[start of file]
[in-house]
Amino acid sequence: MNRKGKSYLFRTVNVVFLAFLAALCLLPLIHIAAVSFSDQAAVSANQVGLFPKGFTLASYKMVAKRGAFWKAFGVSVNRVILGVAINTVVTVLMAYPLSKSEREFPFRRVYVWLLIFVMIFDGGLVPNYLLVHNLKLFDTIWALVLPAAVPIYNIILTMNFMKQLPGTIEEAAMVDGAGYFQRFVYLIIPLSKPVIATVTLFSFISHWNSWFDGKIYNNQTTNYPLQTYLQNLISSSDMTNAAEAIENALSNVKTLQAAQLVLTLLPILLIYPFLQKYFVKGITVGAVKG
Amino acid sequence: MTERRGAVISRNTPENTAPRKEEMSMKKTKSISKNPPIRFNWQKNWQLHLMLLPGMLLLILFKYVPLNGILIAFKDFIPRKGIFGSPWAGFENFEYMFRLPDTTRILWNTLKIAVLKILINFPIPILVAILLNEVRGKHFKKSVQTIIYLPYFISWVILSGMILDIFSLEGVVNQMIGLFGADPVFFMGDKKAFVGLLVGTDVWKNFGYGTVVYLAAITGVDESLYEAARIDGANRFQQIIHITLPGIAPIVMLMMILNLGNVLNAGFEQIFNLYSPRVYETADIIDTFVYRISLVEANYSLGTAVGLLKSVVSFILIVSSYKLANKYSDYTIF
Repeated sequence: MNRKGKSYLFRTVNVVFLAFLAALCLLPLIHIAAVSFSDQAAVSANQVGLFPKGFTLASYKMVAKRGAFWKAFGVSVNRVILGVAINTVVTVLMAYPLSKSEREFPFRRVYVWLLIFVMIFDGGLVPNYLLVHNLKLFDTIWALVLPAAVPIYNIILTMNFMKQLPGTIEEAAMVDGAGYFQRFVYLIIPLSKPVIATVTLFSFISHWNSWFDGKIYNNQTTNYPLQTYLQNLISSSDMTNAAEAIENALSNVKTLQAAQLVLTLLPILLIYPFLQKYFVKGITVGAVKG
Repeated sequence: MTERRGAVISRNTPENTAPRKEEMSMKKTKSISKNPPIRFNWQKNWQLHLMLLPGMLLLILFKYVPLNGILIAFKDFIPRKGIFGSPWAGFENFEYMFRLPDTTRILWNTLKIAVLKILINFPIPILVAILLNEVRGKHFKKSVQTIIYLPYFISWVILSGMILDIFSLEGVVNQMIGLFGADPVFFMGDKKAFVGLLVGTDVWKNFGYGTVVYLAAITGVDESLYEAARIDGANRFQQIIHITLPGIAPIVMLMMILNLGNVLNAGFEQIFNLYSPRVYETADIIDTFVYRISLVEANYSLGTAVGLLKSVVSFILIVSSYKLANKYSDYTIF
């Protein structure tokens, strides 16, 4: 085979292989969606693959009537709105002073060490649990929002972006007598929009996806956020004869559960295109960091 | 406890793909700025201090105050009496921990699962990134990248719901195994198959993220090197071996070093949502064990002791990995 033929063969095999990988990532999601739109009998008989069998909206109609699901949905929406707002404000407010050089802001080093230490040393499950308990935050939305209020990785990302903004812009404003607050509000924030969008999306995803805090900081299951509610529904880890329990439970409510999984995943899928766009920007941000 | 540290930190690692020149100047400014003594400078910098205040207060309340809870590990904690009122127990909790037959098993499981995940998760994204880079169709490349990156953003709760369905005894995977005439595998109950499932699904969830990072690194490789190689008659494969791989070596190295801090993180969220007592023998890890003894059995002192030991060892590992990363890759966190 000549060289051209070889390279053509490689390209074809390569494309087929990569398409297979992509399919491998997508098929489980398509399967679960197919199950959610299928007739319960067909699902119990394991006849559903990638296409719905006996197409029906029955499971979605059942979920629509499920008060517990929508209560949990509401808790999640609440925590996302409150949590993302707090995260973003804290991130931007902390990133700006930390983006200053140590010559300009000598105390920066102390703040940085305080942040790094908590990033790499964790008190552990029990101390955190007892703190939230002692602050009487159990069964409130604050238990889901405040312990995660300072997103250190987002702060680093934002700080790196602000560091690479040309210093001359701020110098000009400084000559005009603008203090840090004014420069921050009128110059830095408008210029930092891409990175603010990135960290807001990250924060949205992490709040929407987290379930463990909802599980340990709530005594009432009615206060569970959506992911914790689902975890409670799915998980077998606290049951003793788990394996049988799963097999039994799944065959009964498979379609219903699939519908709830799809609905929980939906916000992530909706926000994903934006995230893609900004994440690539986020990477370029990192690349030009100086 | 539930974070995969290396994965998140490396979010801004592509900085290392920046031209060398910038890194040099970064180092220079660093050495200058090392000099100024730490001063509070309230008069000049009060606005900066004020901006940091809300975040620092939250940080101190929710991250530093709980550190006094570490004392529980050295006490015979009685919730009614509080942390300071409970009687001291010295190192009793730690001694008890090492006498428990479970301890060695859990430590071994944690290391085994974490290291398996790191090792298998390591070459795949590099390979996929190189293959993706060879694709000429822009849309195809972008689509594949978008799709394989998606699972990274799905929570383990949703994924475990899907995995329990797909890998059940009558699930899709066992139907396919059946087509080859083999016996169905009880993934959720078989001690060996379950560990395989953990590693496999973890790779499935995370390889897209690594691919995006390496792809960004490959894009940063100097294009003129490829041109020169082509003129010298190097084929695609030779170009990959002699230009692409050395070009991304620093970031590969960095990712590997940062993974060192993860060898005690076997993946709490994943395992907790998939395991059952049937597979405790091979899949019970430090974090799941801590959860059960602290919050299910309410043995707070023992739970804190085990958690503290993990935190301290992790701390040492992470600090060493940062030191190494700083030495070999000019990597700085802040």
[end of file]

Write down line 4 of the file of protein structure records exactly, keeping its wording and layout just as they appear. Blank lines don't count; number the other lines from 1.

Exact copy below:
Repeated sequence: MNRKGKSYLFRTVNVVFLAFLAALCLLPLIHIAAVSFSDQAAVSANQVGLFPKGFTLASYKMVAKRGAFWKAFGVSVNRVILGVAINTVVTVLMAYPLSKSEREFPFRRVYVWLLIFVMIFDGGLVPNYLLVHNLKLFDTIWALVLPAAVPIYNIILTMNFMKQLPGTIEEAAMVDGAGYFQRFVYLIIPLSKPVIATVTLFSFISHWNSWFDGKIYNNQTTNYPLQTYLQNLISSSDMTNAAEAIENALSNVKTLQAAQLVLTLLPILLIYPFLQKYFVKGITVGAVKG